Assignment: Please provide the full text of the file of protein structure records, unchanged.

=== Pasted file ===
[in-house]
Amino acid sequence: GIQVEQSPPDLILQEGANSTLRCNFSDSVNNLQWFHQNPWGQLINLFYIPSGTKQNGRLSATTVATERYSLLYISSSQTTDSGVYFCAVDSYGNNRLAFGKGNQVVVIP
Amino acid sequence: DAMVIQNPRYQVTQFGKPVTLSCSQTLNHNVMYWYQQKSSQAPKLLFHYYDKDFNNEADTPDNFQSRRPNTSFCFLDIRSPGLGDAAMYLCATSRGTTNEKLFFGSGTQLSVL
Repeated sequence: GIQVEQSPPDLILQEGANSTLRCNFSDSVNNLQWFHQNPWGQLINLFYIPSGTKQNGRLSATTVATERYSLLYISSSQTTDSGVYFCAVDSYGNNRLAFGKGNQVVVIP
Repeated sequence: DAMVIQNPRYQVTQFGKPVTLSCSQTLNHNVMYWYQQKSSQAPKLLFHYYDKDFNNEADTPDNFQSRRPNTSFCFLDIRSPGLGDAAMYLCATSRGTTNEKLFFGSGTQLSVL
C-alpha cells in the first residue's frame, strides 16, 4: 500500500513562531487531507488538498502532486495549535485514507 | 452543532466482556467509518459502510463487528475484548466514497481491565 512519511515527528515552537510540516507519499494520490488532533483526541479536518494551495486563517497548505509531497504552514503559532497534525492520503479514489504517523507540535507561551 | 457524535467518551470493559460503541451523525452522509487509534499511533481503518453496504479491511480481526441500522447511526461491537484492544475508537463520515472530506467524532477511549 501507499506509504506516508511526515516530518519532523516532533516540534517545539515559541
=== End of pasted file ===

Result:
[in-house]
Amino acid sequence: GIQVEQSPPDLILQEGANSTLRCNFSDSVNNLQWFHQNPWGQLINLFYIPSGTKQNGRLSATTVATERYSLLYISSSQTTDSGVYFCAVDSYGNNRLAFGKGNQVVVIP
Amino acid sequence: DAMVIQNPRYQVTQFGKPVTLSCSQTLNHNVMYWYQQKSSQAPKLLFHYYDKDFNNEADTPDNFQSRRPNTSFCFLDIRSPGLGDAAMYLCATSRGTTNEKLFFGSGTQLSVL
Repeated sequence: GIQVEQSPPDLILQEGANSTLRCNFSDSVNNLQWFHQNPWGQLINLFYIPSGTKQNGRLSATTVATERYSLLYISSSQTTDSGVYFCAVDSYGNNRLAFGKGNQVVVIP
Repeated sequence: DAMVIQNPRYQVTQFGKPVTLSCSQTLNHNVMYWYQQKSSQAPKLLFHYYDKDFNNEADTPDNFQSRRPNTSFCFLDIRSPGLGDAAMYLCATSRGTTNEKLFFGSGTQLSVL
C-alpha cells in the first residue's frame, strides 16, 4: 500500500513562531487531507488538498502532486495549535485514507 | 452543532466482556467509518459502510463487528475484548466514497481491565 512519511515527528515552537510540516507519499494520490488532533483526541479536518494551495486563517497548505509531497504552514503559532497534525492520503479514489504517523507540535507561551 | 457524535467518551470493559460503541451523525452522509487509534499511533481503518453496504479491511480481526441500522447511526461491537484492544475508537463520515472530506467524532477511549 501507499506509504506516508511526515516530518519532523516532533516540534517545539515559541